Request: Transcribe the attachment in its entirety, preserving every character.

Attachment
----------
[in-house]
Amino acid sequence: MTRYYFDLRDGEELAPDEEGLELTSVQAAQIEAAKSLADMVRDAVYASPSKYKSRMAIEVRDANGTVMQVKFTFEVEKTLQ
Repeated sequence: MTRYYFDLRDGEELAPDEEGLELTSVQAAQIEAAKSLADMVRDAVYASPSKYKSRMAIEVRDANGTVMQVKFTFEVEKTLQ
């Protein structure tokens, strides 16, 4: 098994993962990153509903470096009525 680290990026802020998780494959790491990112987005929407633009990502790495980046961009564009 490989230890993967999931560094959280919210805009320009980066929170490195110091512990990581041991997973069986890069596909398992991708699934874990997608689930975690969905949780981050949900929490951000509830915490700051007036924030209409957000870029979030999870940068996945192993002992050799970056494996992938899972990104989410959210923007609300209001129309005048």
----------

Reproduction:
[in-house]
Amino acid sequence: MTRYYFDLRDGEELAPDEEGLELTSVQAAQIEAAKSLADMVRDAVYASPSKYKSRMAIEVRDANGTVMQVKFTFEVEKTLQ
Repeated sequence: MTRYYFDLRDGEELAPDEEGLELTSVQAAQIEAAKSLADMVRDAVYASPSKYKSRMAIEVRDANGTVMQVKFTFEVEKTLQ
């Protein structure tokens, strides 16, 4: 098994993962990153509903470096009525 680290990026802020998780494959790491990112987005929407633009990502790495980046961009564009 490989230890993967999931560094959280919210805009320009980066929170490195110091512990990581041991997973069986890069596909398992991708699934874990997608689930975690969905949780981050949900929490951000509830915490700051007036924030209409957000870029979030999870940068996945192993002992050799970056494996992938899972990104989410959210923007609300209001129309005048």